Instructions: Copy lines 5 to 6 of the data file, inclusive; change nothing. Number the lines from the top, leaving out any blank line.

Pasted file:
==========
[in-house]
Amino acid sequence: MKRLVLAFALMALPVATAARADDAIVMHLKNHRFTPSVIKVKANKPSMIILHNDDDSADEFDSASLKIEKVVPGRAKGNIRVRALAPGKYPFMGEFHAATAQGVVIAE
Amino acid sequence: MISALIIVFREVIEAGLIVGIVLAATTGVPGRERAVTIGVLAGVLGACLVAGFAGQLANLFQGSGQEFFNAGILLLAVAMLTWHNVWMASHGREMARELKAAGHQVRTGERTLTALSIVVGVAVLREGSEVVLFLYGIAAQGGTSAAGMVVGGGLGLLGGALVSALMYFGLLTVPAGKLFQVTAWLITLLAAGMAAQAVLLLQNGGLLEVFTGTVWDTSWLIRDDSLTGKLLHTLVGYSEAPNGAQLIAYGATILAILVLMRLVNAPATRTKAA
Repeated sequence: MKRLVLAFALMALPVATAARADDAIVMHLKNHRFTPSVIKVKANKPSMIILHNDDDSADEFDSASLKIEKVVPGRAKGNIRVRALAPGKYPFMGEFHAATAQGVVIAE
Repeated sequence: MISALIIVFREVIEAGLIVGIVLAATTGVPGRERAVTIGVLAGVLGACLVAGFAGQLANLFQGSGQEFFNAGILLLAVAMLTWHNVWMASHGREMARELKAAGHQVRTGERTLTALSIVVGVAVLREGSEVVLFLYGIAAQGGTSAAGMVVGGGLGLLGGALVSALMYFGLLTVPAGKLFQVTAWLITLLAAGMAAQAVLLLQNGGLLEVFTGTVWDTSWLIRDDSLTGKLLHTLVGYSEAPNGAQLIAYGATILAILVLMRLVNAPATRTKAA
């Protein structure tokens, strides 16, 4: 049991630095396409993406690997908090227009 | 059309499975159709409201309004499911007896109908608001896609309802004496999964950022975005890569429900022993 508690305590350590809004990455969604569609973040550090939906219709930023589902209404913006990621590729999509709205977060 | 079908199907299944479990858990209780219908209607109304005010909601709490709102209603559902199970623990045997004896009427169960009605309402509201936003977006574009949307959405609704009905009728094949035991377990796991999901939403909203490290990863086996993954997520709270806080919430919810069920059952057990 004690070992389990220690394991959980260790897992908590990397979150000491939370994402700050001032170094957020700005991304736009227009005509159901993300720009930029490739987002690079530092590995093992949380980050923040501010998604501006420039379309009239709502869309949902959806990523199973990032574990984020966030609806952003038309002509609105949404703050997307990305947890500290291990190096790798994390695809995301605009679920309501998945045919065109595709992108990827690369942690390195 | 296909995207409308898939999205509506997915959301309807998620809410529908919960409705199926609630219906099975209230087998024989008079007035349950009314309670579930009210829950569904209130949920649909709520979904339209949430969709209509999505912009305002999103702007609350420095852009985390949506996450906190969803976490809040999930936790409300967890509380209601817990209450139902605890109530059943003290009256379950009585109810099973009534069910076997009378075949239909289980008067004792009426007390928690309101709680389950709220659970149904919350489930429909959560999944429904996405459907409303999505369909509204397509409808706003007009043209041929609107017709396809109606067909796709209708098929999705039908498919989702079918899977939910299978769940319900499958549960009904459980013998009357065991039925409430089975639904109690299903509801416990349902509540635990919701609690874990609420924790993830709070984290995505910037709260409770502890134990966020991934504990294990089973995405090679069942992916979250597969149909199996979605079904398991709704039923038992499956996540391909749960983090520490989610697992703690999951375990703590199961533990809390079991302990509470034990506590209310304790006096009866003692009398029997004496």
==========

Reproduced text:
Repeated sequence: MISALIIVFREVIEAGLIVGIVLAATTGVPGRERAVTIGVLAGVLGACLVAGFAGQLANLFQGSGQEFFNAGILLLAVAMLTWHNVWMASHGREMARELKAAGHQVRTGERTLTALSIVVGVAVLREGSEVVLFLYGIAAQGGTSAAGMVVGGGLGLLGGALVSALMYFGLLTVPAGKLFQVTAWLITLLAAGMAAQAVLLLQNGGLLEVFTGTVWDTSWLIRDDSLTGKLLHTLVGYSEAPNGAQLIAYGATILAILVLMRLVNAPATRTKAA
């Protein structure tokens, strides 16, 4: 049991630095396409993406690997908090227009 | 059309499975159709409201309004499911007896109908608001896609309802004496999964950022975005890569429900022993 508690305590350590809004990455969604569609973040550090939906219709930023589902209404913006990621590729999509709205977060 | 079908199907299944479990858990209780219908209607109304005010909601709490709102209603559902199970623990045997004896009427169960009605309402509201936003977006574009949307959405609704009905009728094949035991377990796991999901939403909203490290990863086996993954997520709270806080919430919810069920059952057990 004690070992389990220690394991959980260790897992908590990397979150000491939370994402700050001032170094957020700005991304736009227009005509159901993300720009930029490739987002690079530092590995093992949380980050923040501010998604501006420039379309009239709502869309949902959806990523199973990032574990984020966030609806952003038309002509609105949404703050997307990305947890500290291990190096790798994390695809995301605009679920309501998945045919065109595709992108990827690369942690390195 | 296909995207409308898939999205509506997915959301309807998620809410529908919960409705199926609630219906099975209230087998024989008079007035349950009314309670579930009210829950569904209130949920649909709520979904339209949430969709209509999505912009305002999103702007609350420095852009985390949506996450906190969803976490809040999930936790409300967890509380209601817990209450139902605890109530059943003290009256379950009585109810099973009534069910076997009378075949239909289980008067004792009426007390928690309101709680389950709220659970149904919350489930429909959560999944429904996405459907409303999505369909509204397509409808706003007009043209041929609107017709396809109606067909796709209708098929999705039908498919989702079918899977939910299978769940319900499958549960009904459980013998009357065991039925409430089975639904109690299903509801416990349902509540635990919701609690874990609420924790993830709070984290995505910037709260409770502890134990966020991934504990294990089973995405090679069942992916979250597969149909199996979605079904398991709704039923038992499956996540391909749960983090520490989610697992703690999951375990703590199961533990809390079991302990509470034990506590209310304790006096009866003692009398029997004496």